Toronto housing prices down slightly in May, 2017 but tight supply keeps prices up

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Toronto region home prices dipped slightly from April to May, 2017 — down $55,604 on average — but were still 15 per cent of the members higher than May 2016, as the supplying of resale house and condo listings rose 43 per cent of the members time over year.

The average home cost last-place month was $863,910 — $111,810 more than last May, 2016 when the homes and condos averaged $752,100 — according to month-end statistics from the Toronto Real Estate Board (TREB).
That is a 29 -per-cent gain on the board’s benchmark price index.
The benchmark figure takes into account houses of similar characteristics such as size, locating and the age of the property. The real estate industry considers it a more accurate gauge because it isn’t skewed by a specific house category or cost range.
 Image 3 Toronto Real Estate Prices, May, 2017 - Screenshot


Consumers may feel spoiled for selection given the increase over the historic low number of listings lately, but prices remain strong because supply are relatively tight, said real estate board President Larry Cerqua.

“Homebuyers definitely benefited from a better-supplied marketplace in May, 2016 both in comparison to the same month in 2016 and to the first four months of 2017 ,” he said.
“Nonetheless, even with the robust increase in active listings, inventory remains low. At the end of May, 2017, we had less than two months of listing inventory. This is why we continued to see very strong annual rates of price growing, albeit lower than the pinnacle growth rates earlier this year,” Cerqua said..
There were 18,477 listings in May, 2017 compared with 12,931 in the comparable month last year. In Toronto alone, there used to be 1,611 more houses on the market than in April, although both months are typically considered among the busiest for listings.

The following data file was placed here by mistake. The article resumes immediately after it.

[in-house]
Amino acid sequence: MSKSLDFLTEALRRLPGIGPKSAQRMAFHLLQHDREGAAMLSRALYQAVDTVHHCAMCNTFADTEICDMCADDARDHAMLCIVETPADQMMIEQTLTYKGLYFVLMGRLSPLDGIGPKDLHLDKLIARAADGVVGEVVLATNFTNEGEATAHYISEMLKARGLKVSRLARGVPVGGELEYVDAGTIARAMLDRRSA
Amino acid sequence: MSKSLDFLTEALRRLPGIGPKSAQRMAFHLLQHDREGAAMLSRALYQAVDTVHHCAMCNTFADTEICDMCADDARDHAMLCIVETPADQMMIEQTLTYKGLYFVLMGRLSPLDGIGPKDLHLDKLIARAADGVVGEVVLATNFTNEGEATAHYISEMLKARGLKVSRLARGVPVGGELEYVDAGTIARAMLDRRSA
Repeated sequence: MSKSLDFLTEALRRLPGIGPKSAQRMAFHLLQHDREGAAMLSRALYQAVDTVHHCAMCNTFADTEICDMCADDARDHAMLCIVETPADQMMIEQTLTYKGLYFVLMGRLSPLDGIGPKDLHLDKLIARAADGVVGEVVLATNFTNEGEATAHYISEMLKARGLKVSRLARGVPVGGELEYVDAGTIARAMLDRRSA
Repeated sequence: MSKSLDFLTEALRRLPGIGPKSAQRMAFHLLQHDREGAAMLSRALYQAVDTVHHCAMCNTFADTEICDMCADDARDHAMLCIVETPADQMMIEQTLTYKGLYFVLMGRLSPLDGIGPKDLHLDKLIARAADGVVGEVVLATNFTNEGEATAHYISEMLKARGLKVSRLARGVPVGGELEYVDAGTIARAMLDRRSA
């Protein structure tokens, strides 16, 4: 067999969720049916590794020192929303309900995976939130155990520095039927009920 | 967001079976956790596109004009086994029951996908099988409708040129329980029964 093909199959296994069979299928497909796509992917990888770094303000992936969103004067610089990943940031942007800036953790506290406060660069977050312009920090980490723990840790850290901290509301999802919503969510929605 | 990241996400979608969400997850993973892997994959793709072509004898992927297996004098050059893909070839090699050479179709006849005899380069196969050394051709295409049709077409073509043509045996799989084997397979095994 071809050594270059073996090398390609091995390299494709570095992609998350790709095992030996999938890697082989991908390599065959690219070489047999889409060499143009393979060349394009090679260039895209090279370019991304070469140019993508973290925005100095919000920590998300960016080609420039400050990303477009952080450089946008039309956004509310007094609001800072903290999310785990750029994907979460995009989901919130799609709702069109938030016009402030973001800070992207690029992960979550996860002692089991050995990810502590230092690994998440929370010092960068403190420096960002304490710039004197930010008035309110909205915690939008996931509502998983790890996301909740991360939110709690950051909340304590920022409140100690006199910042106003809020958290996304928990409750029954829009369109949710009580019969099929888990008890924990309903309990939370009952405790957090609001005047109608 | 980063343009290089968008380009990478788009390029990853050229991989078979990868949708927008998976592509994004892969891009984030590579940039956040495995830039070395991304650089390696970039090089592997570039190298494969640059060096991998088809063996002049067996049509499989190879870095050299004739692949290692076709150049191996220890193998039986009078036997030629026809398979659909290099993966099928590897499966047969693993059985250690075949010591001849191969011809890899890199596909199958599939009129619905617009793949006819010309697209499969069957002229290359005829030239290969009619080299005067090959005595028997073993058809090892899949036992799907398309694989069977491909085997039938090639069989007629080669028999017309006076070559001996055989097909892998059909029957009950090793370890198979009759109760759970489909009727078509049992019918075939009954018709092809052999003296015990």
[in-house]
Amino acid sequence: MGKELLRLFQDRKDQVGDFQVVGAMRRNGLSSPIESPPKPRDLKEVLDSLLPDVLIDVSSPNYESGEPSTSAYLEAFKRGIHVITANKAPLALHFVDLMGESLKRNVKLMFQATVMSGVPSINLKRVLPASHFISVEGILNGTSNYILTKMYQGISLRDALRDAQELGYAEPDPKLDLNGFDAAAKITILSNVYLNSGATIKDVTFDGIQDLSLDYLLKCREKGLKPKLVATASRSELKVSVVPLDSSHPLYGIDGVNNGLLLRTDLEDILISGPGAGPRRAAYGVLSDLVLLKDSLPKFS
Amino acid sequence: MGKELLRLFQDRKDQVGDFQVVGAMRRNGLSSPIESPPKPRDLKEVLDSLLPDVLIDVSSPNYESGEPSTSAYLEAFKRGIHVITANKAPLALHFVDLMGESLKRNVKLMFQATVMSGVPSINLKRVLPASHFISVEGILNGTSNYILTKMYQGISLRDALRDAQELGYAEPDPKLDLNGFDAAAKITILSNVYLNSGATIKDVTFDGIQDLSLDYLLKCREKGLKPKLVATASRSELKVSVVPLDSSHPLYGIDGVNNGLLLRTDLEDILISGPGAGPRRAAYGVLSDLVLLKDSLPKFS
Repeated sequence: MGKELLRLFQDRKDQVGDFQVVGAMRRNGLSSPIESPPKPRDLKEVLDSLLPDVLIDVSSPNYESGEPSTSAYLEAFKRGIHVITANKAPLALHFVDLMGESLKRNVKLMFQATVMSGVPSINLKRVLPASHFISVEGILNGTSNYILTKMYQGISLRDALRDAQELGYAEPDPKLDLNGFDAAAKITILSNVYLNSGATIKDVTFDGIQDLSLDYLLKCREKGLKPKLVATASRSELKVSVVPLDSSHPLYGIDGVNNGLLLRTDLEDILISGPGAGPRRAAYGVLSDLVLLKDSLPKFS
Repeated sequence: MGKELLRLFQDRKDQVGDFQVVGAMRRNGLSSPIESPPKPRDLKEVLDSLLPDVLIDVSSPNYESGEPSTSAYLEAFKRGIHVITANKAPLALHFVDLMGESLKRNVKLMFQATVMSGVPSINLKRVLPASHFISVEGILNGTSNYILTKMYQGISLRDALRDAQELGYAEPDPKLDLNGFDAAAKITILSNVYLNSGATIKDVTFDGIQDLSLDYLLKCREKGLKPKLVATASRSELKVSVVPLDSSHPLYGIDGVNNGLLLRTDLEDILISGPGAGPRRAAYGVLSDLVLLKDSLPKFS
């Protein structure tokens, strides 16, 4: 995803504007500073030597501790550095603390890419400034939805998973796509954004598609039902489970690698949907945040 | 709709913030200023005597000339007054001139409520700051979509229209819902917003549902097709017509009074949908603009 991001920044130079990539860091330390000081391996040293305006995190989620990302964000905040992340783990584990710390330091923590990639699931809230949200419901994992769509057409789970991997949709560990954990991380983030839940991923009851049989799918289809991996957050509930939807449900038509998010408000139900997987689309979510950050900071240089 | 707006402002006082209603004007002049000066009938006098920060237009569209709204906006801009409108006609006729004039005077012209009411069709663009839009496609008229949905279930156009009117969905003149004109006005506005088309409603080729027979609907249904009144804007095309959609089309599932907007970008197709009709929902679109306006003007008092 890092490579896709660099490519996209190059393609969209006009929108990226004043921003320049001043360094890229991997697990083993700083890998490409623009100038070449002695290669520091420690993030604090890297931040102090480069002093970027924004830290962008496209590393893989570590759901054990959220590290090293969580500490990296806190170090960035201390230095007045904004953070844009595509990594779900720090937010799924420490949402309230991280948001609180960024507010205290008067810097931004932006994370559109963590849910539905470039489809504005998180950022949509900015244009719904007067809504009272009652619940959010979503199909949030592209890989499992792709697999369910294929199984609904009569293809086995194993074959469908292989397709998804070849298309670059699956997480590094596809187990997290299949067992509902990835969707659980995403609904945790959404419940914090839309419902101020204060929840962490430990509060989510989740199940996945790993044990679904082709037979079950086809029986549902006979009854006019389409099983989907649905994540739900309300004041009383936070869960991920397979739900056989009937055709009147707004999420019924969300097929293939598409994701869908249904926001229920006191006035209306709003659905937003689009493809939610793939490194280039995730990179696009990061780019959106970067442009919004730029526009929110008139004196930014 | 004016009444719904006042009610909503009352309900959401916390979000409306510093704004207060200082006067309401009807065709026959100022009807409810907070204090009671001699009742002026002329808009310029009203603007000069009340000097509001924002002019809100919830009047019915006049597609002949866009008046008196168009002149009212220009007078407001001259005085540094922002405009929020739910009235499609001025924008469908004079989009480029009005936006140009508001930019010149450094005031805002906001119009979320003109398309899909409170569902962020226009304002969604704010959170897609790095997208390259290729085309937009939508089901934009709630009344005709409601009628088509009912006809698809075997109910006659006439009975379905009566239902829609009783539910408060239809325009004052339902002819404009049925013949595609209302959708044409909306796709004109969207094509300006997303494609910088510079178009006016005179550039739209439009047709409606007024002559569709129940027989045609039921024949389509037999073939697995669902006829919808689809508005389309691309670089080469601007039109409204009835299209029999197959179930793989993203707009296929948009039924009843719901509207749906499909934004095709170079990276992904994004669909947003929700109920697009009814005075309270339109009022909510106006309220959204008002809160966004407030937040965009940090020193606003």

It is the third consecutive month that indices have increased, although May, 2017 showed a significantly higher number of homes hitting the market.

It’s not clear how much of the change reflects the results of the province’s housing policy announcement on April 20, 2017 designed to cool the Toronto area’s overactive home prices, TREB officials said.

In Vancouver, where marketplace cooling measures were introduced last-place summer, house listings returned to near-record levels in May, 2017 after several chilly months. Home sales rose 22.8 per cent of the members in comparison with the previous month and 23.7 per cent above the 10 -year average for May. The benchmark price there was up virtually 9 per cent from May 2016.

“We visualized growth in the first four months( of 2017) that would typically take a full time ,” he said


Historically, sellers would look at springtime as a great opportunity to sell and the province’s April, 2017 announcement was well timed and probably forced some sellers into action, he said.

The province’s cooling plan, including a foreign purchaser taxation and expanded rent controls, started a discussion, Storey said.

“Whether or not something’s actually changing, you end up with people talking about it and things are going to change,” he said.

TREB numbers proved the boost in housing options didn’t increase the number of transactions in the Toronto region in May. Listings of detached houses were down about 26 per cent in the city and across the region. Condo listings likewise dropped 6.4 per cent time over time in May, 2017.

Source: Toronto Star


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